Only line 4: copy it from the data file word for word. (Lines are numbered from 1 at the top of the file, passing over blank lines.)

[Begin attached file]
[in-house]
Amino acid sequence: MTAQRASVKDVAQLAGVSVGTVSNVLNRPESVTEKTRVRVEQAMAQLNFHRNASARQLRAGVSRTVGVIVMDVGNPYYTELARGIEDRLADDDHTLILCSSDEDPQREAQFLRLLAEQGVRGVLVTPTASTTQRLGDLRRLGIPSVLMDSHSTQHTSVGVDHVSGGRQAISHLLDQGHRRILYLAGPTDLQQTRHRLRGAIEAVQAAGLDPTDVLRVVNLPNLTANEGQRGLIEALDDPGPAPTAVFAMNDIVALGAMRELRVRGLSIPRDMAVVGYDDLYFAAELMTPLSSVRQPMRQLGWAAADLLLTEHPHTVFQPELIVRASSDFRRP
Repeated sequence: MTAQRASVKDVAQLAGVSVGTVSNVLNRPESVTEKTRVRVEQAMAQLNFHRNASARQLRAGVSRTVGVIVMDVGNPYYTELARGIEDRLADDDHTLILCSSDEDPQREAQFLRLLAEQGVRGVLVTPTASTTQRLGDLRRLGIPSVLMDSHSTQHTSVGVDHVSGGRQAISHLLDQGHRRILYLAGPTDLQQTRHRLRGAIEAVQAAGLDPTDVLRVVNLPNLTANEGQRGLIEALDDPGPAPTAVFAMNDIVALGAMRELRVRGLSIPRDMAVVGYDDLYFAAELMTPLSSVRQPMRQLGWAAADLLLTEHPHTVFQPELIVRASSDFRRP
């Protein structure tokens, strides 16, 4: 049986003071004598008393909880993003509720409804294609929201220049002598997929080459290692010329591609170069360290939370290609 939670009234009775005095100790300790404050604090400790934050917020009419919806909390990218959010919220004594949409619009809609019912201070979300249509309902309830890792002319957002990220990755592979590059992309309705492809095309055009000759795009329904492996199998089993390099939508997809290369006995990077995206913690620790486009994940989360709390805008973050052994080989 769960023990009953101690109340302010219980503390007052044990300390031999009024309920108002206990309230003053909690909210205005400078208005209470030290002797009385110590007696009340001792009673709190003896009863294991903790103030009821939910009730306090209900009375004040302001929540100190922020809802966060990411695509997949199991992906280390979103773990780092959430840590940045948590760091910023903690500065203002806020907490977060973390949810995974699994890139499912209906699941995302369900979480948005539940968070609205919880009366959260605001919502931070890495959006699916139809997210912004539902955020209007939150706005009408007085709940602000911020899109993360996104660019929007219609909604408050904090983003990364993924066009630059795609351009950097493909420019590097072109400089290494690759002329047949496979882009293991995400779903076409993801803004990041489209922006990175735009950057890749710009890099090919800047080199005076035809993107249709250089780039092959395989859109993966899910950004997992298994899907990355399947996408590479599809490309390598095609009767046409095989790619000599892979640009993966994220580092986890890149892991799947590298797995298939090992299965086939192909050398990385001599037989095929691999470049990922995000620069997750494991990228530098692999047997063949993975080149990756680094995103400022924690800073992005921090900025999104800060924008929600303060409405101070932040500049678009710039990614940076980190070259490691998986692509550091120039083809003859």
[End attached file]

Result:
């Protein structure tokens, strides 16, 4: 049986003071004598008393909880993003509720409804294609929201220049002598997929080459290692010329591609170069360290939370290609 939670009234009775005095100790300790404050604090400790934050917020009419919806909390990218959010919220004594949409619009809609019912201070979300249509309902309830890792002319957002990220990755592979590059992309309705492809095309055009000759795009329904492996199998089993390099939508997809290369006995990077995206913690620790486009994940989360709390805008973050052994080989 769960023990009953101690109340302010219980503390007052044990300390031999009024309920108002206990309230003053909690909210205005400078208005209470030290002797009385110590007696009340001792009673709190003896009863294991903790103030009821939910009730306090209900009375004040302001929540100190922020809802966060990411695509997949199991992906280390979103773990780092959430840590940045948590760091910023903690500065203002806020907490977060973390949810995974699994890139499912209906699941995302369900979480948005539940968070609205919880009366959260605001919502931070890495959006699916139809997210912004539902955020209007939150706005009408007085709940602000911020899109993360996104660019929007219609909604408050904090983003990364993924066009630059795609351009950097493909420019590097072109400089290494690759002329047949496979882009293991995400779903076409993801803004990041489209922006990175735009950057890749710009890099090919800047080199005076035809993107249709250089780039092959395989859109993966899910950004997992298994899907990355399947996408590479599809490309390598095609009767046409095989790619000599892979640009993966994220580092986890890149892991799947590298797995298939090992299965086939192909050398990385001599037989095929691999470049990922995000620069997750494991990228530098692999047997063949993975080149990756680094995103400022924690800073992005921090900025999104800060924008929600303060409405101070932040500049678009710039990614940076980190070259490691998986692509550091120039083809003859």